by Katie Bowell, Curator of Cultural Interpretation
This past week, approximately 150 people in Rye, New Hampshire were stung by the a 40lb Lion’s mane jellyfish (or “jelly,” which is the more appropriate zoological term) that washed up on shore. Lion’s mane jellies are the largest jelly species in the world, and the largest individual ever recorded was over 7 feet in diameter and had tentacles of 120 feet long. The individual who showed up in Rye was described as being the size of a trash can lid and when officials removed it from the water, some of its many tentacles broke off and continued to sting people who came into contact with them in the ocean (tentacles can remain “alive” for 3-4 days after a jelly dies).
Living in lovely, landlocked Colorado, you might think that jellies are one thing you don’t have to worry about encountering, but you’d be surprised. Meet Craspedacusta sowerbyi.
C. sowerbyi is a freshwater jelly found throughout the world. Here in Colorado, C. sowerbyi has been found in lakes and reservoirs in Jefferson and Boulder County, and its range is likely to keep expanding.
Jellies all belong to the phyllum Cnidaria (organisms that have cnidocytes – specialized cells used to capturing prey) , but there are several different classes including the Scyphozoa (the “true” jellies like the Lion’s mane), Stauroza, Cubozoa and Hydrozoa (the class C. sowerbyi belongs to). The Hydrozoa jellies differ from the true jellies by having a muscular, shelf-like structure called velum on the ventral side of the jelly that helps with propulsion through the water.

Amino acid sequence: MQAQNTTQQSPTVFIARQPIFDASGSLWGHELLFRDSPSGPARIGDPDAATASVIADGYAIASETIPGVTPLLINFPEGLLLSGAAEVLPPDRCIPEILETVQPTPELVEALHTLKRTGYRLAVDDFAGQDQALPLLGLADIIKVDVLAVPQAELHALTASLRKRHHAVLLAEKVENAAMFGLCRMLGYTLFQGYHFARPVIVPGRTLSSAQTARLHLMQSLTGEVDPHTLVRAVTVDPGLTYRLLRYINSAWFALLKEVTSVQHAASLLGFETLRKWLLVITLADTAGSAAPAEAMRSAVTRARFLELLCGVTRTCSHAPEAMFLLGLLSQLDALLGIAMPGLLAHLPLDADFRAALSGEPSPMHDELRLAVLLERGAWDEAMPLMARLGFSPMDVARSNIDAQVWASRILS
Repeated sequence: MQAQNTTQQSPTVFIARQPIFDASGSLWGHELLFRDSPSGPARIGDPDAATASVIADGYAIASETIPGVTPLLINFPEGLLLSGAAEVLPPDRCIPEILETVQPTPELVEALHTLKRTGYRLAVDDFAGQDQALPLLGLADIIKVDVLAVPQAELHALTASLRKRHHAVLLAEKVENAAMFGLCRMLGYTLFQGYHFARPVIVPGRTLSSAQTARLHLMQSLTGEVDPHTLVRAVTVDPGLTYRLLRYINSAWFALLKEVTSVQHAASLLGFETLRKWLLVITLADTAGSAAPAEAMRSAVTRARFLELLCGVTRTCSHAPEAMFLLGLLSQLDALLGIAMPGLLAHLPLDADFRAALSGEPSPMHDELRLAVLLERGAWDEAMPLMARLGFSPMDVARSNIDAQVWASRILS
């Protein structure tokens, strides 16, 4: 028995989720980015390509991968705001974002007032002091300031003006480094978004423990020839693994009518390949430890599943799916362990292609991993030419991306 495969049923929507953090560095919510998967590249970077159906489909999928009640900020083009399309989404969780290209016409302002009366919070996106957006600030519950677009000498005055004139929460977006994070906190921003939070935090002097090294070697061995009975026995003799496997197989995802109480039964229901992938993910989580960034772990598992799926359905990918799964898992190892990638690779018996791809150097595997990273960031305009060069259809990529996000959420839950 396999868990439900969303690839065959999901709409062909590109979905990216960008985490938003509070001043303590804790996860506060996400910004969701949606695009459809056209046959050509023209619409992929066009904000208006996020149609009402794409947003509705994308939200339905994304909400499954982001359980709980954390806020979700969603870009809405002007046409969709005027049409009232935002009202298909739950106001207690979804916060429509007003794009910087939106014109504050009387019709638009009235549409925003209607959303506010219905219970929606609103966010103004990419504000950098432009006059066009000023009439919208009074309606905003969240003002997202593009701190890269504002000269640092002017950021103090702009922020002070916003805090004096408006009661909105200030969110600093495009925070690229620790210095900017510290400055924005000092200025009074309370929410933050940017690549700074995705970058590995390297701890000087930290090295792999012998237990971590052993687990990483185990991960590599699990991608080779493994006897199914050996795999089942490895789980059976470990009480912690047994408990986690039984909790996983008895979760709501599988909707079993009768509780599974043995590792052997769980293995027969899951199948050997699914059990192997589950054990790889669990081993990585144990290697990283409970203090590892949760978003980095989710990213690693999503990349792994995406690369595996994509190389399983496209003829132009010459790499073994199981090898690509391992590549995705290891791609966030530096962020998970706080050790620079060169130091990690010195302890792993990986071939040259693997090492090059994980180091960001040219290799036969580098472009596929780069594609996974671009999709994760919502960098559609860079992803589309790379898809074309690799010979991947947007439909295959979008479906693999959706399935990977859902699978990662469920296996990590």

C. sowerbyi is small, only 20-25mm in diameter, but in that small space it has up to 400 tentacles, with each tentacle having thousands of cnidocytes, and each cnidocyte containing nematocysts used to sting and capture the tiny zooplankton it eats. The nematocysts inject poison into any prey they come in contact with, but don’t worry – C. sowerbyi’s nematocysts are too small to penetrate human skin.
Like all jellies, C. sowerbyi doesn’t always look like the image above. Jellies are dimorphic (having two shapes) and the organisms begin their life as a stalked, sessile polyp and then bud into a swimming medusa (the stage that looks like the jellies we’re all familiar with). For all jellies, the medusa stage is when sexual reproduction happens, with the resulting larva settling on the substrate and turning into a polyp. For C. sowerbyi, the most common form of reproduction is asexual, where the polyps bud off into more polyps. Because of that, many populations of C. sowerbyi will be all male or all female.
So the next time you’re near a calm, freshwater environment in Colorado (or almost anywhere else), take a closer look underneath the surface. You might just see a jelly.